The Orlando hostage taker who killed four children and critically injured one of the city's police officers earlier this week “should have been behind bars” long before he carried out his latest violence, Orlando Police Chief John Mina said Wednesday
Gary Lindsey Jr. had a long history of violence against women, including several incidents of alleged domestic abuse of his girlfriend, who was the mother all four young children killed in the incident. Lindsey was the father of two of the children that were killed. The children ranged in age from 1 to 11.
"It was a shame this person wasn't behind bars,” Mina told reporters. “In my opinion, this person should have been behind bars."
A review of court documents shows that Lindsey, 35, had on multiple occasions been accused of battering women. That woman once even accused Lindsey of holding a knife to her neck as she held one of the four children in her arms, court records show.
Lindsey was on felony probation after pleading no contest to charges of arson of a dwelling, willful fleeing or eluding law enforcement and domestic battery. Those charges stem from a December 2008 incident in nearby Volusia County involving another woman, according to the court documents.
In that incident, a different woman with whom Lindsey was in a relationship told police that, during an argument, Lindsey had grabbed a kitchen knife and begun stabbing the living room television and destroyed another television as well as a phone she used to try and call police. He eventually set that home ablaze.
He violated probation for the arson incident last month when he committed a retail theft, court records show. Lindsey’s probation officer recommended that he be sentenced to six months in prison, but a judge instead ordered that Lindsey pay restitution for the theft and remain on probation, court records show.
The incident that led to the killing of the four kids began after the mother of the children called police to say she was beaten by Lindsey. After meeting the woman outside the apartment, officers were approaching the unit to confront him when he opened fired through the door, striking officer Kevin Valencia in the head, police said.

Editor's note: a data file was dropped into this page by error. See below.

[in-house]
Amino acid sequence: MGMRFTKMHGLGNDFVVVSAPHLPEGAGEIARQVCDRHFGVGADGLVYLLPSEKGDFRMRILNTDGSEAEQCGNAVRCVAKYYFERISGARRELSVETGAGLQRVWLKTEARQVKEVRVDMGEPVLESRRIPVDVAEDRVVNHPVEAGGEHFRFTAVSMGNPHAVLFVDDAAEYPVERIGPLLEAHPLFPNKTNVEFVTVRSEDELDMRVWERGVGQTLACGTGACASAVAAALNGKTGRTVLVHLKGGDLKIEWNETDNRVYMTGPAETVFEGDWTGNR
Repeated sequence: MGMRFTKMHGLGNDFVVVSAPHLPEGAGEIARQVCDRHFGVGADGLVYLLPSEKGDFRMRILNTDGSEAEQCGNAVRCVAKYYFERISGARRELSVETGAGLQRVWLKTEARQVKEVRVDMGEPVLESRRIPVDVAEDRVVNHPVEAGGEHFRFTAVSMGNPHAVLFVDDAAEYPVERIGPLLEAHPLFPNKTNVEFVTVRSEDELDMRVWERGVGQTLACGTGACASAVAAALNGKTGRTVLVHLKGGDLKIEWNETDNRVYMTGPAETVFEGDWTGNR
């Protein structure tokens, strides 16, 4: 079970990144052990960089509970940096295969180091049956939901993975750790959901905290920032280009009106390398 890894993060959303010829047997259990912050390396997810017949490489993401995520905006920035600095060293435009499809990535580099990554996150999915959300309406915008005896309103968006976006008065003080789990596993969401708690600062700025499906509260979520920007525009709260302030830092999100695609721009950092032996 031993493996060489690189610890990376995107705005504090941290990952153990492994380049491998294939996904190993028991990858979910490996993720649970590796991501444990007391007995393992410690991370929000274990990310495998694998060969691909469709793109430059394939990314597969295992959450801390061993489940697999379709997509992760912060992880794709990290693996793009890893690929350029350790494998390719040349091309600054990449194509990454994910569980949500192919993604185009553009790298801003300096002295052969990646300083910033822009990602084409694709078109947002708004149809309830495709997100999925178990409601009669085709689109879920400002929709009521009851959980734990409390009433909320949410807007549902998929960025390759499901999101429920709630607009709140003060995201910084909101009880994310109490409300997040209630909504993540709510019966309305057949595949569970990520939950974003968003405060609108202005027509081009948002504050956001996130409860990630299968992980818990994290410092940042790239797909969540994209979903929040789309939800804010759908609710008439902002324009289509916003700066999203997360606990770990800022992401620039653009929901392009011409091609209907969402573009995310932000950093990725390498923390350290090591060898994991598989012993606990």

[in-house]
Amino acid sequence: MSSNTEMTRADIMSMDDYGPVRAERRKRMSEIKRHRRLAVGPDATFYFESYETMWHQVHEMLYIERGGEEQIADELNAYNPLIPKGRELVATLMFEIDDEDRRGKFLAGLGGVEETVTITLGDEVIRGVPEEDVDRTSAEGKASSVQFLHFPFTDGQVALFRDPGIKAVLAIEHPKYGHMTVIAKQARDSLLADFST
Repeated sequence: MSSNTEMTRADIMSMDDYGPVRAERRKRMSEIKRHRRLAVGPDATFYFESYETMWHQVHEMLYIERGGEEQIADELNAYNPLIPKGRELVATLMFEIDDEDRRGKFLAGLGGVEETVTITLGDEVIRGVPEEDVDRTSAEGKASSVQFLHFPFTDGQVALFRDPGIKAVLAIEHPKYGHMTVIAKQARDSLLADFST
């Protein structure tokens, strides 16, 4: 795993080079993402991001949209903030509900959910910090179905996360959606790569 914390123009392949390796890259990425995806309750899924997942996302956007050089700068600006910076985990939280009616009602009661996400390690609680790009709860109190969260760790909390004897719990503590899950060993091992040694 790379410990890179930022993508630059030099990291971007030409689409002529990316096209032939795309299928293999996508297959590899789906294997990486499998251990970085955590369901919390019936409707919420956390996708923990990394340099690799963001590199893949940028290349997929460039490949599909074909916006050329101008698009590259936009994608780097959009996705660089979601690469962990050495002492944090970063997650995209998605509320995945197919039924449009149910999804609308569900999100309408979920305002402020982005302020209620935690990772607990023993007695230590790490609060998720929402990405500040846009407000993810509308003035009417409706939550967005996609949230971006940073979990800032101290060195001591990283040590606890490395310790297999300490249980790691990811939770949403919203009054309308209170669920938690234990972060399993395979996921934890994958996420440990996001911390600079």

A 21-hour standoff ensued that ended with Lindsey killing the four children before turning the gun on himself.
Mina revealed Wednesday that the Orange County Medical Examiner determined Lindsey used a single weapon to fire all the shots that killed the children in midst of the standoff with police.
Mina added that that the weapon Lindsey used in the murder of the children, a .380 caliber handgun, was stolen from Lindsey’s father. Five weapons were recovered from Lindsey, who as a convicted felon was prohibited form possessing firearms.
Valencia remains in critical condition and is in a coma, said Dr. Chandwick Smith, a trauma surgeon at the Orlando Regional Medical Center where the officer is being treated. While Valencia has shown some signs of responsiveness, the officer faces a long road to recovery, Smith said.
The officer’s wife, Meghan Valencia, described the officer, who has two young sons, as dedicated to the job. One of Valencia’s colleagues, Talmon Hall, described the injured officer as a “leader on our squad, the first to volunteer to do a job, even when it was dangerous.”
“On that night his primary concern was the well-being for those children,” Hall said. “He wanted to be the first to apprehend the bad guy.”
Meghan Valencia said even as she grieved for her husband, she also felt heartache for the mother of the four children killed by Lindsey.
“I know every officer wanted to get those children out,” she said. “And believe me when I say that each and every one of them feels the weight of the world because they couldn’t.”